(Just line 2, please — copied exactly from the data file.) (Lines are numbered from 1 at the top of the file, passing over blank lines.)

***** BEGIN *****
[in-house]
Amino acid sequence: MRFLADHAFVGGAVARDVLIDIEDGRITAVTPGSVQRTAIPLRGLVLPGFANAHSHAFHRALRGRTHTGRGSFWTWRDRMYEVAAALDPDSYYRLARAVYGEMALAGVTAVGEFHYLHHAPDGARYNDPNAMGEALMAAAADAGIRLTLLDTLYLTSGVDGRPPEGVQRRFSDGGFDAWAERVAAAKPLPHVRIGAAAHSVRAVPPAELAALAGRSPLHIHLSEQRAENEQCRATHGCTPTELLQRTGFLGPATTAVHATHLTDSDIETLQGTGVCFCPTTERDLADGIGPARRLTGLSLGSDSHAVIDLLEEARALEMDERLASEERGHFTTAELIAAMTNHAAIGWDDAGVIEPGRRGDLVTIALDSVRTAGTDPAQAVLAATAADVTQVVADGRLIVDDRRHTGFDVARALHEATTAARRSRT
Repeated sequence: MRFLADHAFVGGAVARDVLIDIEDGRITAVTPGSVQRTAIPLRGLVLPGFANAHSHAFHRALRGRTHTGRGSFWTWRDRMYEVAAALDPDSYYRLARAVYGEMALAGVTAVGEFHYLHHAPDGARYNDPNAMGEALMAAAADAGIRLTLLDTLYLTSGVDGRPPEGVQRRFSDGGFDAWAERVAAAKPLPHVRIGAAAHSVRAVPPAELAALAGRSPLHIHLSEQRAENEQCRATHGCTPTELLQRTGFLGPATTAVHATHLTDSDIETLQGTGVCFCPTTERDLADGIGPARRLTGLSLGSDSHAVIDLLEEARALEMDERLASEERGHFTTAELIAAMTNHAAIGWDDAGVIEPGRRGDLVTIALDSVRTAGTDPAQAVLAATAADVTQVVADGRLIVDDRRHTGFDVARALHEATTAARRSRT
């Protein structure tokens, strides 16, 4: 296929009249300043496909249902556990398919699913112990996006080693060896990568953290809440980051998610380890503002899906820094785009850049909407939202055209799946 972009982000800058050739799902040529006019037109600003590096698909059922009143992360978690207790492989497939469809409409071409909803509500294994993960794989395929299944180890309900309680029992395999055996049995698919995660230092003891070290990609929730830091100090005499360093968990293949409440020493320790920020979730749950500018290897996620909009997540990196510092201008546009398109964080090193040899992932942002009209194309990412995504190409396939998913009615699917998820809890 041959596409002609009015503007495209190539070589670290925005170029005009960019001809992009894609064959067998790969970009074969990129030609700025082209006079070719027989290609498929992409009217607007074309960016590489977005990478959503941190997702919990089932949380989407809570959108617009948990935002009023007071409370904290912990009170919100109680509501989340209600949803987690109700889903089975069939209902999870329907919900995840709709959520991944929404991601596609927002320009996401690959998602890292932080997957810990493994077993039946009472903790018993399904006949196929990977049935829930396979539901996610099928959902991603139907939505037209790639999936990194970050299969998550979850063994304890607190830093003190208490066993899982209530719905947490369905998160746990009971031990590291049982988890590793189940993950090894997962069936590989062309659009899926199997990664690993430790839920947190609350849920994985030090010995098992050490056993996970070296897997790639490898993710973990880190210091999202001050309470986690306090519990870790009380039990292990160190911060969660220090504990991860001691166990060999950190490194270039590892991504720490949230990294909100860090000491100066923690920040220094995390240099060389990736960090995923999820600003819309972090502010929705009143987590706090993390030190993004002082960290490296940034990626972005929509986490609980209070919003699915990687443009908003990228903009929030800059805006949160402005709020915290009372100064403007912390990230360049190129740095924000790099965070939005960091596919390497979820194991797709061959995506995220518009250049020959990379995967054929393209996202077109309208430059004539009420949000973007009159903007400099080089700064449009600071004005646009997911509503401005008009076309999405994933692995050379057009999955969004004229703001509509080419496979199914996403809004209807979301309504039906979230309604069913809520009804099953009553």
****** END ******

Amino acid sequence: MRFLADHAFVGGAVARDVLIDIEDGRITAVTPGSVQRTAIPLRGLVLPGFANAHSHAFHRALRGRTHTGRGSFWTWRDRMYEVAAALDPDSYYRLARAVYGEMALAGVTAVGEFHYLHHAPDGARYNDPNAMGEALMAAAADAGIRLTLLDTLYLTSGVDGRPPEGVQRRFSDGGFDAWAERVAAAKPLPHVRIGAAAHSVRAVPPAELAALAGRSPLHIHLSEQRAENEQCRATHGCTPTELLQRTGFLGPATTAVHATHLTDSDIETLQGTGVCFCPTTERDLADGIGPARRLTGLSLGSDSHAVIDLLEEARALEMDERLASEERGHFTTAELIAAMTNHAAIGWDDAGVIEPGRRGDLVTIALDSVRTAGTDPAQAVLAATAADVTQVVADGRLIVDDRRHTGFDVARALHEATTAARRSRT